Cakes & Cookies
22 While they were eating, Jesus took bread, blessed it, broke it, and gave it to them, and said, “Take; this is my body.” 23 He took a cup, gave thanks, and gave it to them, and they all drank from it. 24 He said to them, “This is my blood of the covenant, which is poured out for many. 25 I assure you that I won’t drink wine again until that day when I drink it in a new way in God’s kingdom.”
From St. Lucia buns, to the yule log, to Three Kings cake, to fruit cake the season from Advent through Epiphany is full of sweet things. Many of these treats have little symbolism. Some though, are made of specific ingredients and with specific directions so that those baking and enjoying these desserts may find significance in them and be reminded of Christ. Two such delights are Christmas pudding and Three Kings cake. As the name implies, Christmas pudding is an English dessert served on Christmas. These puddings are traditionally made the Sunday before Advent begins and kept through the season to be served on Christmas day. Christmas pudding contains thirteen ingredients, representing Jesus and the twelve apostles. When the ingredients are stirred together it is done from East to West to remember the journey of the Magi coming to visit Jesus. The English Book of Common Prayer even had a special blessing for the day the pudding was made. This was a simple way for an illiterate culture to teach children stories of Jesus. Sometimes a coin would be added to the pudding as a gift from God to the person whose serving contained it.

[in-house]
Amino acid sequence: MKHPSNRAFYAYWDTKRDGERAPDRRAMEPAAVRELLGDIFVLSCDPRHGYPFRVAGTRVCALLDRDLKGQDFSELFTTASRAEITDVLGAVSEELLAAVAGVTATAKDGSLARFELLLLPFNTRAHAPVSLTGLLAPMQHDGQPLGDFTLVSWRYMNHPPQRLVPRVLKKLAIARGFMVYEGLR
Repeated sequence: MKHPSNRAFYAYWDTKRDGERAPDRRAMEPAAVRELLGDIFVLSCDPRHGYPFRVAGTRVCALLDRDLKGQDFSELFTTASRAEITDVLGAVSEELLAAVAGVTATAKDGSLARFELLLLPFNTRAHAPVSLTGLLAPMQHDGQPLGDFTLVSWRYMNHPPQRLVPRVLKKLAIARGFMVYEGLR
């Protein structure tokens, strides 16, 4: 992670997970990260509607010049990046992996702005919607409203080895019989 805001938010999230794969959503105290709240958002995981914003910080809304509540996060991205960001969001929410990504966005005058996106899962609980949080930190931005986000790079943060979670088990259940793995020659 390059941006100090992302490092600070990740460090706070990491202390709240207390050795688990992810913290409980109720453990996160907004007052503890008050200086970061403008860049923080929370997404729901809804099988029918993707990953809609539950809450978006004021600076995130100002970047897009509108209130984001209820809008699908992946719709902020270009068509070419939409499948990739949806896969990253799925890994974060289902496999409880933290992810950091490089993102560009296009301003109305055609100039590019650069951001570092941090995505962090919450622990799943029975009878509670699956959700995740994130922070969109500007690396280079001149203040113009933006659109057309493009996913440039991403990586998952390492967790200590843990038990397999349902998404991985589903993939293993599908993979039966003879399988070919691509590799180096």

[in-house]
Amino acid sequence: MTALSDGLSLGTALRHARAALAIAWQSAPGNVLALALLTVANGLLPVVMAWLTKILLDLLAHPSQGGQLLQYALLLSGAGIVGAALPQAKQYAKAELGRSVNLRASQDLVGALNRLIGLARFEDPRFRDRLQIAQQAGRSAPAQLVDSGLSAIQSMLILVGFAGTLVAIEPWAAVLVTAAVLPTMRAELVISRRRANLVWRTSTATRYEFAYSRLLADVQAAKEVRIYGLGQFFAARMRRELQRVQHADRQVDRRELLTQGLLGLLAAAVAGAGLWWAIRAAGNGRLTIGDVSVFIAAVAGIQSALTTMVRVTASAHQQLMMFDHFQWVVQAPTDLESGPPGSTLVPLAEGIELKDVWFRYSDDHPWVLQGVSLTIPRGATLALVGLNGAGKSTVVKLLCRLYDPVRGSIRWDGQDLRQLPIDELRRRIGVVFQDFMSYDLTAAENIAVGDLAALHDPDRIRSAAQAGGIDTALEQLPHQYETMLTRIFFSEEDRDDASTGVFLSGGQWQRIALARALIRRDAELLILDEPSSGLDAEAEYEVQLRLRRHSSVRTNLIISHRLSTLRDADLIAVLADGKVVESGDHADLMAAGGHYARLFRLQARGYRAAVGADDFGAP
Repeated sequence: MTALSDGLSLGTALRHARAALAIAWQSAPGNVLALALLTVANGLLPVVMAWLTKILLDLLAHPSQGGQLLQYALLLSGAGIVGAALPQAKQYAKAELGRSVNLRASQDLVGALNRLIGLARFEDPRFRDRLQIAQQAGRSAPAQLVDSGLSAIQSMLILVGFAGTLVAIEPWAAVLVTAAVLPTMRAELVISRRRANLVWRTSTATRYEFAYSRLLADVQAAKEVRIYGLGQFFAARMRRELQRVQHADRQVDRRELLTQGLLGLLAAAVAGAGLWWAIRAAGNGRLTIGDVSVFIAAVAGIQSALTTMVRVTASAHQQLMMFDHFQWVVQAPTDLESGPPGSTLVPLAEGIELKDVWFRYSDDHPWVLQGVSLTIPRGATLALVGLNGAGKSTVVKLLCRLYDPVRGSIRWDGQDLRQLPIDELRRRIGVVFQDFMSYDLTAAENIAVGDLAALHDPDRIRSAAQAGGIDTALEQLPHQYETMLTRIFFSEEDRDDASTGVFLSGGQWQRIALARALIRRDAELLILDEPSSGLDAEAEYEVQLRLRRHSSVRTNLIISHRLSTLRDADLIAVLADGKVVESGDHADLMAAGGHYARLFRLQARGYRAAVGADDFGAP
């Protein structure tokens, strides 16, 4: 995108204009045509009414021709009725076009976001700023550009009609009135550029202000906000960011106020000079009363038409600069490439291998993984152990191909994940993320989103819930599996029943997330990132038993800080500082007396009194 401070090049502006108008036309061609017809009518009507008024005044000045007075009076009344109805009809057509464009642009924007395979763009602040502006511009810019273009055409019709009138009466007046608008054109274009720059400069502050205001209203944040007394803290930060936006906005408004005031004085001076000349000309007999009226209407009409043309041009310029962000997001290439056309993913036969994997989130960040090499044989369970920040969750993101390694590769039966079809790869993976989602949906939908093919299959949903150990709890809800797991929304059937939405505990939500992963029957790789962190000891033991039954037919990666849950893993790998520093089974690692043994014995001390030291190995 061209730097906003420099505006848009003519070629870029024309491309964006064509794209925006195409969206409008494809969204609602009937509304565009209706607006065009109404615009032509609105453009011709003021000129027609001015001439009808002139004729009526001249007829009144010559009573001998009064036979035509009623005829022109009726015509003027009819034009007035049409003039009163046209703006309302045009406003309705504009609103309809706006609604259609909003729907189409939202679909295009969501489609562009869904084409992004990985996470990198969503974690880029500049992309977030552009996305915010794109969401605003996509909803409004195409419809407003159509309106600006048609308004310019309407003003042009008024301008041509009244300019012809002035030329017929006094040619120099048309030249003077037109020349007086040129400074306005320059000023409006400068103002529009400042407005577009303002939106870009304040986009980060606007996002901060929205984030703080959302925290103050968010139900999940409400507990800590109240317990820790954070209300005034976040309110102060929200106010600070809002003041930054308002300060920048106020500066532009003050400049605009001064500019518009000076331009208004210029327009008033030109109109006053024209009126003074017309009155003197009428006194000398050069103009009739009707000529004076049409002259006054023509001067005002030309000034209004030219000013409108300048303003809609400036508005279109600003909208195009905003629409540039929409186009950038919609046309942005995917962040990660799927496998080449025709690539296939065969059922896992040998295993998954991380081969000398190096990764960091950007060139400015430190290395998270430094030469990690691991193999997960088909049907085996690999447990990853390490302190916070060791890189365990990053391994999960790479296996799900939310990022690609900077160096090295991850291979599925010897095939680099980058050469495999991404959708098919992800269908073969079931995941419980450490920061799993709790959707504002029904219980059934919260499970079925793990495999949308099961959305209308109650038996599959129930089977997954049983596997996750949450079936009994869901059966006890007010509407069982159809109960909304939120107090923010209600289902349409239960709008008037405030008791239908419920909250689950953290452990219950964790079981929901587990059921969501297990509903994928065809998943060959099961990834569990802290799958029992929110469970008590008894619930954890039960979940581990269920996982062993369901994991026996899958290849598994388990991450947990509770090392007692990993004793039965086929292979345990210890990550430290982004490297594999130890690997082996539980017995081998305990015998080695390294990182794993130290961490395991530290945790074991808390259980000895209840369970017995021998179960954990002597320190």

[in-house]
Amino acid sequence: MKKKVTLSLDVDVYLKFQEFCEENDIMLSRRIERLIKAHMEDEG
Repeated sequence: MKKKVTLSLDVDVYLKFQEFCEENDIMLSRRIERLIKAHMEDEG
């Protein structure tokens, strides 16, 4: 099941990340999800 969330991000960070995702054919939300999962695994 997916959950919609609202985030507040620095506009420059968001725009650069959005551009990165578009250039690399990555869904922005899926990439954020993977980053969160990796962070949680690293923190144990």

The Three Kings cake is associated with Epiphany celebrations and is usually a round cake to symbolize the kings who did homage to the baby Jesus. Traditionally, the cake is an orange colored spice cake, which represents the gifts of the magi. Lastly an object is placed inside and the person to find it has obligations, which vary from hosting a party to symbolically taking Jesus to a church, depending on the culture. We do not often think of teaching people the Gospel through food, apart from communion; but these kinds of symbolic sweets give us easy ways to explain to others what we believe. These foods also help us to completely saturate our celebrations with reminders of our reason for celebration.
Stir up; we beseech thee, O Lord, the wills of thy faithful people; that they, plenteously bringing forth the fruit of good works, may by thee be plenteously rewarded; through Jesus Christ our Lord. Amen
So interesting. As a long standing previous member of what most consider a non-denominational evangelical church (the Christian Church), we never really participated in Advent. This will be my first year, but our children are grown. I feel like we all missed out on something that could have, perhaps, strengthened their faith. But regardless, I love this idea of the pudding and/or cake. I may look into making the cake. Thanks for sharing!
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